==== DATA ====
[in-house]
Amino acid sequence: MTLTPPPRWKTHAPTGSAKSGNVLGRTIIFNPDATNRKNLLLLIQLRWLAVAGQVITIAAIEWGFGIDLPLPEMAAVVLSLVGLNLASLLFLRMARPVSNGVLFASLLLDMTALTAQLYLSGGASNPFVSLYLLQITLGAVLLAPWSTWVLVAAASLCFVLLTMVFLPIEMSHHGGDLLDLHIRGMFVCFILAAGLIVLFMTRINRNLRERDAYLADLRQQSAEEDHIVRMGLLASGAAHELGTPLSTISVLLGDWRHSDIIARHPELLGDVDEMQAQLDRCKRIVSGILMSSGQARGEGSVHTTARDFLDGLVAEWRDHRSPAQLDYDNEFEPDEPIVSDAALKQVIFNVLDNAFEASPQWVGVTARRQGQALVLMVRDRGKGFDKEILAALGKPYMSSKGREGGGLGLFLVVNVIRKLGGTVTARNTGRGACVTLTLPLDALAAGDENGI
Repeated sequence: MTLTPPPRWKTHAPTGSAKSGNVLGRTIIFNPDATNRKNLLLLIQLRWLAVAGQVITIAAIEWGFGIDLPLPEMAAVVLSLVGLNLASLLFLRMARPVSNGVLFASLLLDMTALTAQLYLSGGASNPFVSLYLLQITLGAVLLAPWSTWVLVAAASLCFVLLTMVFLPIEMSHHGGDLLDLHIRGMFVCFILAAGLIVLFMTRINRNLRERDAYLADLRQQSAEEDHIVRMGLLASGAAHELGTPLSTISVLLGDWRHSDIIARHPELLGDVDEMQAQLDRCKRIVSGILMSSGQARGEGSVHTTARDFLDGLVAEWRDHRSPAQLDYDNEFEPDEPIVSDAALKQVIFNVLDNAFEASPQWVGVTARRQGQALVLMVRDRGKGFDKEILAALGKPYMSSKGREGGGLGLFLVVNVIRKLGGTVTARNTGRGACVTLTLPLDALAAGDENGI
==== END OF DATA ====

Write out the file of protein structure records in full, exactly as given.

[in-house]
Amino acid sequence: MTLTPPPRWKTHAPTGSAKSGNVLGRTIIFNPDATNRKNLLLLIQLRWLAVAGQVITIAAIEWGFGIDLPLPEMAAVVLSLVGLNLASLLFLRMARPVSNGVLFASLLLDMTALTAQLYLSGGASNPFVSLYLLQITLGAVLLAPWSTWVLVAAASLCFVLLTMVFLPIEMSHHGGDLLDLHIRGMFVCFILAAGLIVLFMTRINRNLRERDAYLADLRQQSAEEDHIVRMGLLASGAAHELGTPLSTISVLLGDWRHSDIIARHPELLGDVDEMQAQLDRCKRIVSGILMSSGQARGEGSVHTTARDFLDGLVAEWRDHRSPAQLDYDNEFEPDEPIVSDAALKQVIFNVLDNAFEASPQWVGVTARRQGQALVLMVRDRGKGFDKEILAALGKPYMSSKGREGGGLGLFLVVNVIRKLGGTVTARNTGRGACVTLTLPLDALAAGDENGI
Repeated sequence: MTLTPPPRWKTHAPTGSAKSGNVLGRTIIFNPDATNRKNLLLLIQLRWLAVAGQVITIAAIEWGFGIDLPLPEMAAVVLSLVGLNLASLLFLRMARPVSNGVLFASLLLDMTALTAQLYLSGGASNPFVSLYLLQITLGAVLLAPWSTWVLVAAASLCFVLLTMVFLPIEMSHHGGDLLDLHIRGMFVCFILAAGLIVLFMTRINRNLRERDAYLADLRQQSAEEDHIVRMGLLASGAAHELGTPLSTISVLLGDWRHSDIIARHPELLGDVDEMQAQLDRCKRIVSGILMSSGQARGEGSVHTTARDFLDGLVAEWRDHRSPAQLDYDNEFEPDEPIVSDAALKQVIFNVLDNAFEASPQWVGVTARRQGQALVLMVRDRGKGFDKEILAALGKPYMSSKGREGGGLGLFLVVNVIRKLGGTVTARNTGRGACVTLTLPLDALAAGDENGI